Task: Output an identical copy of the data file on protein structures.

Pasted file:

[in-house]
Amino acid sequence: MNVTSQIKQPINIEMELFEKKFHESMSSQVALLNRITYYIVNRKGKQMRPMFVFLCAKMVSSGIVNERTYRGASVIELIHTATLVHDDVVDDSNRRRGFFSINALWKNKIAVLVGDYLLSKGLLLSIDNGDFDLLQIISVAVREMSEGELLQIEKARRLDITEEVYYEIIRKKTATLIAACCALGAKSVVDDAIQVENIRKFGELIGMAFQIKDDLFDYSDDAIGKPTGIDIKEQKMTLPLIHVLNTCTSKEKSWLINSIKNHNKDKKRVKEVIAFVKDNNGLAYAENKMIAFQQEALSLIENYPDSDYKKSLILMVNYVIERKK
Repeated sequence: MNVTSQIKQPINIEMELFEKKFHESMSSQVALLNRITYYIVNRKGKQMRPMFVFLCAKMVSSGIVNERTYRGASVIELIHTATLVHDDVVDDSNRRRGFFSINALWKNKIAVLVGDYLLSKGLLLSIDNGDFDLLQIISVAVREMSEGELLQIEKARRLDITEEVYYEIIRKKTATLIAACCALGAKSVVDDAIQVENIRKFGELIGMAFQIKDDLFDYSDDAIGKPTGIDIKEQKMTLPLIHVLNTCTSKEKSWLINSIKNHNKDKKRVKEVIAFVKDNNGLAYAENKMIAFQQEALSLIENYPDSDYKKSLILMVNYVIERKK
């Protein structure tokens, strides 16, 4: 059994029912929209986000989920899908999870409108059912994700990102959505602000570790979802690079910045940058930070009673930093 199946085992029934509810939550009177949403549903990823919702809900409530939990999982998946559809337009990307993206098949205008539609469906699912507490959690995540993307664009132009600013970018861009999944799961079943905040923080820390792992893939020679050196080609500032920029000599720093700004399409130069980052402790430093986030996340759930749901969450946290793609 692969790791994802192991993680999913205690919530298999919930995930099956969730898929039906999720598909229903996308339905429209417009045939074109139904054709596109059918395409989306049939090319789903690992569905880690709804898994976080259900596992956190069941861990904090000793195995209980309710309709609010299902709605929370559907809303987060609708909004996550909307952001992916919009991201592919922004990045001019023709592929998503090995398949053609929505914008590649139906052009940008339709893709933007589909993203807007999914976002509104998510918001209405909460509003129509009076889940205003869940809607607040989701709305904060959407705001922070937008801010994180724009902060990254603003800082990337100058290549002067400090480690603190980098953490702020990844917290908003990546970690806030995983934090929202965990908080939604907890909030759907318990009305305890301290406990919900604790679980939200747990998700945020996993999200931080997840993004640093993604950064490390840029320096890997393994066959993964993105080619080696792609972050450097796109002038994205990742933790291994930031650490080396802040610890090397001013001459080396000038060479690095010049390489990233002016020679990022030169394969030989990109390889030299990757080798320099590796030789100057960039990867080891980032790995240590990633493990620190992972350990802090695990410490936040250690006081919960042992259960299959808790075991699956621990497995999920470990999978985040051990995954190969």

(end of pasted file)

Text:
[in-house]
Amino acid sequence: MNVTSQIKQPINIEMELFEKKFHESMSSQVALLNRITYYIVNRKGKQMRPMFVFLCAKMVSSGIVNERTYRGASVIELIHTATLVHDDVVDDSNRRRGFFSINALWKNKIAVLVGDYLLSKGLLLSIDNGDFDLLQIISVAVREMSEGELLQIEKARRLDITEEVYYEIIRKKTATLIAACCALGAKSVVDDAIQVENIRKFGELIGMAFQIKDDLFDYSDDAIGKPTGIDIKEQKMTLPLIHVLNTCTSKEKSWLINSIKNHNKDKKRVKEVIAFVKDNNGLAYAENKMIAFQQEALSLIENYPDSDYKKSLILMVNYVIERKK
Repeated sequence: MNVTSQIKQPINIEMELFEKKFHESMSSQVALLNRITYYIVNRKGKQMRPMFVFLCAKMVSSGIVNERTYRGASVIELIHTATLVHDDVVDDSNRRRGFFSINALWKNKIAVLVGDYLLSKGLLLSIDNGDFDLLQIISVAVREMSEGELLQIEKARRLDITEEVYYEIIRKKTATLIAACCALGAKSVVDDAIQVENIRKFGELIGMAFQIKDDLFDYSDDAIGKPTGIDIKEQKMTLPLIHVLNTCTSKEKSWLINSIKNHNKDKKRVKEVIAFVKDNNGLAYAENKMIAFQQEALSLIENYPDSDYKKSLILMVNYVIERKK
């Protein structure tokens, strides 16, 4: 059994029912929209986000989920899908999870409108059912994700990102959505602000570790979802690079910045940058930070009673930093 199946085992029934509810939550009177949403549903990823919702809900409530939990999982998946559809337009990307993206098949205008539609469906699912507490959690995540993307664009132009600013970018861009999944799961079943905040923080820390792992893939020679050196080609500032920029000599720093700004399409130069980052402790430093986030996340759930749901969450946290793609 692969790791994802192991993680999913205690919530298999919930995930099956969730898929039906999720598909229903996308339905429209417009045939074109139904054709596109059918395409989306049939090319789903690992569905880690709804898994976080259900596992956190069941861990904090000793195995209980309710309709609010299902709605929370559907809303987060609708909004996550909307952001992916919009991201592919922004990045001019023709592929998503090995398949053609929505914008590649139906052009940008339709893709933007589909993203807007999914976002509104998510918001209405909460509003129509009076889940205003869940809607607040989701709305904060959407705001922070937008801010994180724009902060990254603003800082990337100058290549002067400090480690603190980098953490702020990844917290908003990546970690806030995983934090929202965990908080939604907890909030759907318990009305305890301290406990919900604790679980939200747990998700945020996993999200931080997840993004640093993604950064490390840029320096890997393994066959993964993105080619080696792609972050450097796109002038994205990742933790291994930031650490080396802040610890090397001013001459080396000038060479690095010049390489990233002016020679990022030169394969030989990109390889030299990757080798320099590796030789100057960039990867080891980032790995240590990633493990620190992972350990802090695990410490936040250690006081919960042992259960299959808790075991699956621990497995999920470990999978985040051990995954190969």